Hani Mohammed, Associated Press
Smoke rises from a house of former Yemeni president Ali Abdullah Saleh after a Saudi-led airstrike in Sanaa, Yemen, Sunday, May 10, 2015.

WASHINGTON — President Barack Obama's efforts to reassure anxious Persian Gulf nations about his overtures to Iran are at risk of unraveling even before a rare Camp David summit begins this week.

Just two other heads of state will join Obama for Thursday's meetings at the presidential retreat in the Maryland mountains. The rulers of Saudi Arabia, the United Arab Emirates, Bahrain and Oman are skipping the summit and instead sending lower-ranking, yet highly influential representatives.

The absence of Saudi Arabia's newly crowned King Salman has sparked questions about summit's effectiveness. The Saudis are bitter rivals with Iran and among the most outspoken critics of Obama's nuclear detente with Tehran.

Adding to the diplomatic intrigue: Saudi Arabia's announcement Sunday that Salman would not travel to the U.S. came just two days after White House officials said Obama and the king would hold one-on-one talks in Washington ahead of the Camp David meeting.

"The open hand has been turned away," Jon Alterman, senior vice president at the Center for Strategic and International Studies, said of the Saudi decision.

While the White House and Saudi officials deny Salman is snubbing the U.S., the absence of the king and other heads of state does cast a shadow over Obama's summit. For a president who rarely invites world leaders to Camp David and chafes at the choreographed diplomacy of global summits, his invitation to the Gulf leaders was an unusually personal overture and underscored the importance he places on alleviating potential obstacles to an Iran nuclear deal.

The White House insisted there would still be substantive discussions about Obama's pursuit of a nuclear accord, as well as Tehran's meddling in the Middle East, which is perhaps an even greater concern to the Gulf.

"The countries who are participating in the meeting have obviously made decisions about who they believe is best-positioned to represent their countries at the meeting," White House spokesman Josh Earnest said. "We agree that the right people will be attending, and are confident that we will have the right people around the table for discussing and acting on these priorities."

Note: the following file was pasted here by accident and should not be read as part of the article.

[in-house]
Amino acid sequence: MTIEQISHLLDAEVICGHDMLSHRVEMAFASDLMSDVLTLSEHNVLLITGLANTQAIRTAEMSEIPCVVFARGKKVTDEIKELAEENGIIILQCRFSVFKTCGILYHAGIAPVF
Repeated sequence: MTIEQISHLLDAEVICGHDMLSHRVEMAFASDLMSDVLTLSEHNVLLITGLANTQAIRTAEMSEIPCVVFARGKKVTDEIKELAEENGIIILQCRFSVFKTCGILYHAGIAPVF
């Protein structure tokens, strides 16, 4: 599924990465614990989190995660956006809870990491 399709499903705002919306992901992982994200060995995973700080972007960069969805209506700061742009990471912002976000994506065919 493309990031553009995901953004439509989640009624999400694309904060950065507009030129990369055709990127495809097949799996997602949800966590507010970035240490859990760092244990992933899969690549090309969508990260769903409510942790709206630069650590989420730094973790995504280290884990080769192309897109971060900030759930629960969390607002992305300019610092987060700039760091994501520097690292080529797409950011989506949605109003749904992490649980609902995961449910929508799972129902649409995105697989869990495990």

Saudi Foreign Minister Adel al-Jubeir called suggestions of a snub "really off base." He said the king decided to stay in Saudi Arabia to oversee a ceasefire agreement in Yemen, where his country is engaged militarily.

Even before the guest list for the Camp David meeting was finalized, there appeared to be a growing divide between what the Gulf nations are seeking from the U.S. and what Obama is willing to offer. Some Arab nations want a formal, written agreement with Washington that would require the U.S. to come to their defense if they were to come under attack from Iran or another outside actor. The U.S. has a similar arrangement with Japan and South Korea.

But the Gulf leaders appeared all but certain to leave Camp David without that kind of commitment, in part because it would be difficult to get congressional approval.

"They want something that we can't deliver," said Frederic Wehrey, a Gulf security expert at the Carnegie Endowment for International Peace. He said the Gulf nations would likely have to settle for a verbal and nonbinding commitment from Obama.

Also on the Gulf wish list: weapons sales and more joint military exercises, a renewed call for a coordinated missile defense system, and better cooperation on cybersecurity, maritime and border security. Administration officials say the U.S. will make tangible commitments to boost the region's defenses, with the goal of making countries better equipped to take charge of their own security.

Washington's traditional partners in the Gulf are deeply suspicious of Obama's legacy-building bid to strike a nuclear accord with Iran, a country they see as a destabilizing actor in the region. The U.S., which is negotiating the nuclear deal alongside five other nations, says the Gulf countries would be better off with an agreement that blocks Iran's path to a bomb.

Abdulkhaleq Abdullah, a professor of political science at Emirates University, said Gulf leaders' decision to stay away from the Camp David summit underscores their lack of trust in Obama and his promises.

"There is a fundamental difference between his vision of post-nuclear-deal Iran and their vision," he said.

Health concerns are also believed to have contributed to some Gulf leaders staying in the region.

AP writers Adam Schreck in Dubai and Bradley Klapper and Deb Riechmann in Washington contributed to this report. Follow Julie Pace at http://twitter.com/jpaceDC